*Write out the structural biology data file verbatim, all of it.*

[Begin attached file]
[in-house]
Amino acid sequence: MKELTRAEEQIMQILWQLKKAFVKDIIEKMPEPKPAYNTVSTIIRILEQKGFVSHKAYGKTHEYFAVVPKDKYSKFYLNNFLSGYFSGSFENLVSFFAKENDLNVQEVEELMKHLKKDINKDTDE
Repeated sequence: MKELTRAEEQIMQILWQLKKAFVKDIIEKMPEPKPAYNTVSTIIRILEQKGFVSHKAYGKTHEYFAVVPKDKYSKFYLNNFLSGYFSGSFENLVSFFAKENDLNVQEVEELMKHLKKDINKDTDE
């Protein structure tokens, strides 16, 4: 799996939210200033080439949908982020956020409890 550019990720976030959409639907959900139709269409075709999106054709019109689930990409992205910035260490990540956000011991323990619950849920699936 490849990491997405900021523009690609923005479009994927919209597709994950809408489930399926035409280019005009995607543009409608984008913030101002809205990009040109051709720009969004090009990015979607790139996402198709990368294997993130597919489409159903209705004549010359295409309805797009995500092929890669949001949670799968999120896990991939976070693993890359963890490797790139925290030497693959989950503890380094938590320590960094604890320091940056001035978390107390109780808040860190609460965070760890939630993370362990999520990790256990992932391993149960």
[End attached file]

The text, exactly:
[in-house]
Amino acid sequence: MKELTRAEEQIMQILWQLKKAFVKDIIEKMPEPKPAYNTVSTIIRILEQKGFVSHKAYGKTHEYFAVVPKDKYSKFYLNNFLSGYFSGSFENLVSFFAKENDLNVQEVEELMKHLKKDINKDTDE
Repeated sequence: MKELTRAEEQIMQILWQLKKAFVKDIIEKMPEPKPAYNTVSTIIRILEQKGFVSHKAYGKTHEYFAVVPKDKYSKFYLNNFLSGYFSGSFENLVSFFAKENDLNVQEVEELMKHLKKDINKDTDE
């Protein structure tokens, strides 16, 4: 799996939210200033080439949908982020956020409890 550019990720976030959409639907959900139709269409075709999106054709019109689930990409992205910035260490990540956000011991323990619950849920699936 490849990491997405900021523009690609923005479009994927919209597709994950809408489930399926035409280019005009995607543009409608984008913030101002809205990009040109051709720009969004090009990015979607790139996402198709990368294997993130597919489409159903209705004549010359295409309805797009995500092929890669949001949670799968999120896990991939976070693993890359963890490797790139925290030497693959989950503890380094938590320590960094604890320091940056001035978390107390109780808040860190609460965070760890939630993370362990999520990790256990992932391993149960």